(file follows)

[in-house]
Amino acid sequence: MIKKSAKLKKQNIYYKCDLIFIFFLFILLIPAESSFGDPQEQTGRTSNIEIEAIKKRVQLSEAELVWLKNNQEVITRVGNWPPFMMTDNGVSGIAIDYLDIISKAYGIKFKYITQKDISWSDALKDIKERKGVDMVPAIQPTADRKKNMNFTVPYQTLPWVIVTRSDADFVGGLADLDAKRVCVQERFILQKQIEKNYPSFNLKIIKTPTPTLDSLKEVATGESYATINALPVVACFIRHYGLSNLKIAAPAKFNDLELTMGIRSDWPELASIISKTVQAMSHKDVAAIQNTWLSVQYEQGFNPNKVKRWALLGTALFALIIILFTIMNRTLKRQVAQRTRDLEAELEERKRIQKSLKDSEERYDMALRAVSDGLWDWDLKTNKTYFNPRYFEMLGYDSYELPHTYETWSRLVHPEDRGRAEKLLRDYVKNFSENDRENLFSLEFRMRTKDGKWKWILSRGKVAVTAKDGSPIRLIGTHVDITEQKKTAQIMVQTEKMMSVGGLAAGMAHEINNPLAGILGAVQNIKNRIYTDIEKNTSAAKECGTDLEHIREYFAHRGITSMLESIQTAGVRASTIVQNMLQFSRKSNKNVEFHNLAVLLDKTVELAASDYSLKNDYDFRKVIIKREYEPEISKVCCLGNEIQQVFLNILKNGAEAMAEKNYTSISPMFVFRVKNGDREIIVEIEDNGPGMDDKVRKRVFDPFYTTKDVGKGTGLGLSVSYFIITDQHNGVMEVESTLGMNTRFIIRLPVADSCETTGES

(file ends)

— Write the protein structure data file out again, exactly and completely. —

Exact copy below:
[in-house]
Amino acid sequence: MIKKSAKLKKQNIYYKCDLIFIFFLFILLIPAESSFGDPQEQTGRTSNIEIEAIKKRVQLSEAELVWLKNNQEVITRVGNWPPFMMTDNGVSGIAIDYLDIISKAYGIKFKYITQKDISWSDALKDIKERKGVDMVPAIQPTADRKKNMNFTVPYQTLPWVIVTRSDADFVGGLADLDAKRVCVQERFILQKQIEKNYPSFNLKIIKTPTPTLDSLKEVATGESYATINALPVVACFIRHYGLSNLKIAAPAKFNDLELTMGIRSDWPELASIISKTVQAMSHKDVAAIQNTWLSVQYEQGFNPNKVKRWALLGTALFALIIILFTIMNRTLKRQVAQRTRDLEAELEERKRIQKSLKDSEERYDMALRAVSDGLWDWDLKTNKTYFNPRYFEMLGYDSYELPHTYETWSRLVHPEDRGRAEKLLRDYVKNFSENDRENLFSLEFRMRTKDGKWKWILSRGKVAVTAKDGSPIRLIGTHVDITEQKKTAQIMVQTEKMMSVGGLAAGMAHEINNPLAGILGAVQNIKNRIYTDIEKNTSAAKECGTDLEHIREYFAHRGITSMLESIQTAGVRASTIVQNMLQFSRKSNKNVEFHNLAVLLDKTVELAASDYSLKNDYDFRKVIIKREYEPEISKVCCLGNEIQQVFLNILKNGAEAMAEKNYTSISPMFVFRVKNGDREIIVEIEDNGPGMDDKVRKRVFDPFYTTKDVGKGTGLGLSVSYFIITDQHNGVMEVESTLGMNTRFIIRLPVADSCETTGES